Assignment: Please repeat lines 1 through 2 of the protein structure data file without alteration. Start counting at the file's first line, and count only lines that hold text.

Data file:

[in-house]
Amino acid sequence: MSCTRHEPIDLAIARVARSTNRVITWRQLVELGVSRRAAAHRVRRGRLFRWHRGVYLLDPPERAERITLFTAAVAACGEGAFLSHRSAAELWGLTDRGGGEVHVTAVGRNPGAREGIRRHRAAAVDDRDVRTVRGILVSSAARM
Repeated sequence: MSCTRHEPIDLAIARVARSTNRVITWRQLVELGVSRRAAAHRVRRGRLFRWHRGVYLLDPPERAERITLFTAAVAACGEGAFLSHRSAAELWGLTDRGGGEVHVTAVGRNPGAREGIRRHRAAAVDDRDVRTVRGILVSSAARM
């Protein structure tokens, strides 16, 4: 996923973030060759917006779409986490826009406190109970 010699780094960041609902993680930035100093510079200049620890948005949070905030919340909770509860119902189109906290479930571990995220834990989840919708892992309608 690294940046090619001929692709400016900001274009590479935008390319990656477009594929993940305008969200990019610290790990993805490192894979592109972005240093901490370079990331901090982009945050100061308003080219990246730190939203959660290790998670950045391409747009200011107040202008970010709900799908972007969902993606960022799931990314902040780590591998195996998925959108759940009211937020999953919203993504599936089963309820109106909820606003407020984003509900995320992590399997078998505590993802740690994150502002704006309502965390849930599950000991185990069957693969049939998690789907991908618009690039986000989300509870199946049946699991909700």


[in-house]
Amino acid sequence: MSCTRHEPIDLAIARVARSTNRVITWRQLVELGVSRRAAAHRVRRGRLFRWHRGVYLLDPPERAERITLFTAAVAACGEGAFLSHRSAAELWGLTDRGGGEVHVTAVGRNPGAREGIRRHRAAAVDDRDVRTVRGILVSSAARM